• Hot button topics such as the proposal on HTA and the debate on pharmaceutical incentives (which includes orphan and paediatric medicines) were barely raised during the hearing. The same applies to pricing of medicines and vaccination.
  • Similarly, when it comes to food policies, consumer information and labelling were largely absent from the debate. Also, no question on the ‘Farm to Fork’ strategy for sustainable food was raised (however, it is important to note that the topic was already addressed in written exchanges between the Commissioner-designate and the ENVI Committee).

 

The conversation on Twitter

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    • Cancer was clearly the most mentioned key word on Twitter in relation to the hearing (99 Tweets), showing that the plans proposed by the Commissioner-designate are capturing the interest of stakeholders from the health bubble and general public.
    • Surprisingly, mental health was the second most talked about topic (45 Tweets), showing a clear discrepancy between the debate in the European Parliament (where mental health was mentioned only once) and the conversation on Twitter. This means that for stakeholders active on mental health more work needs to be done for the topic to be prioritized in the agenda of the new EU institutions.
    • Despite dominating the debate inside the European Parliament, pesticides were only the 3rd most mentioned topic on Twitter (20 Tweets) showing that the debate is not on the of the online conversation yet. However, this might change depending on the actions that the European Commission will take moving forward.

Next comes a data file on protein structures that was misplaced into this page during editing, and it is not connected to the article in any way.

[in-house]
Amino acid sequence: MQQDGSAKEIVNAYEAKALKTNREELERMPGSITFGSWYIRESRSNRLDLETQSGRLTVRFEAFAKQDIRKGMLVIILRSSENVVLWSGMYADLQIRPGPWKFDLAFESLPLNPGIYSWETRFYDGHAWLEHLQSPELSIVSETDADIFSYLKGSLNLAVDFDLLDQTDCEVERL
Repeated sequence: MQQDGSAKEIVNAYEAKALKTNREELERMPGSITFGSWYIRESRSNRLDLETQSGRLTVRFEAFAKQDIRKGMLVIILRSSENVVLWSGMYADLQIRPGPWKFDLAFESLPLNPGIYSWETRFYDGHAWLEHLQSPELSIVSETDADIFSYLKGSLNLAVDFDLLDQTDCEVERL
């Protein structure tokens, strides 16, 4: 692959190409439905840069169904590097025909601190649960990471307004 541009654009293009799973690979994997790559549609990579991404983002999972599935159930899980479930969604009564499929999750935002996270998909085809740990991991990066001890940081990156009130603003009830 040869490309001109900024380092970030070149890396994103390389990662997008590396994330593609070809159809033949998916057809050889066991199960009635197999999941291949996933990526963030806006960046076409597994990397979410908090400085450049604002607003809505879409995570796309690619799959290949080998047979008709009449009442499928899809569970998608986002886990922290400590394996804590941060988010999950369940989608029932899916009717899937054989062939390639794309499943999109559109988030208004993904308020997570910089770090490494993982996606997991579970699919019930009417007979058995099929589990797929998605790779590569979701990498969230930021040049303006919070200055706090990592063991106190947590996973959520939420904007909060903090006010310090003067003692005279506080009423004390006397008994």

Conclusions

    When it comes to health-related policy initiatives both the European Commission and the European Parliament are aligning on a positive and proactive agenda. Indeed, ‘Europe’s Beating Cancer Plan’ and the focus on supporting the development of new antibiotics to tackle AMR represent clear policy opportunities for the stakeholders active in these areas. On the other hand, challenging topics such as price of medicines do not seem to be currently at the top of the EU agenda.

    Stakeholders working on pesticides and endocrine disruptors can expect increased pressure coming from the European Parliament, where important political groups such as S&D, Renew Europe and the Greens are sharing common concerns. Should this pressure translate into legislative action, the impact on sectors involved could be considerable.

    Lastly, there is a clear opportunity for stakeholders to bring forward ideas and proposals on digitalization. The Commissioner-designate showed a strong interest in the topic, while MEPs do not seem to be aware of the opportunities that digital technologies can bring to the health and the food sectors.

     

    Next steps

    1. The European Parliament will vote on the full College of Commissioners during the plenary session of 22-24 October.
    2. If the College of Commissioners is approved by the European Parliament, it will officially take office on 1 November 2019.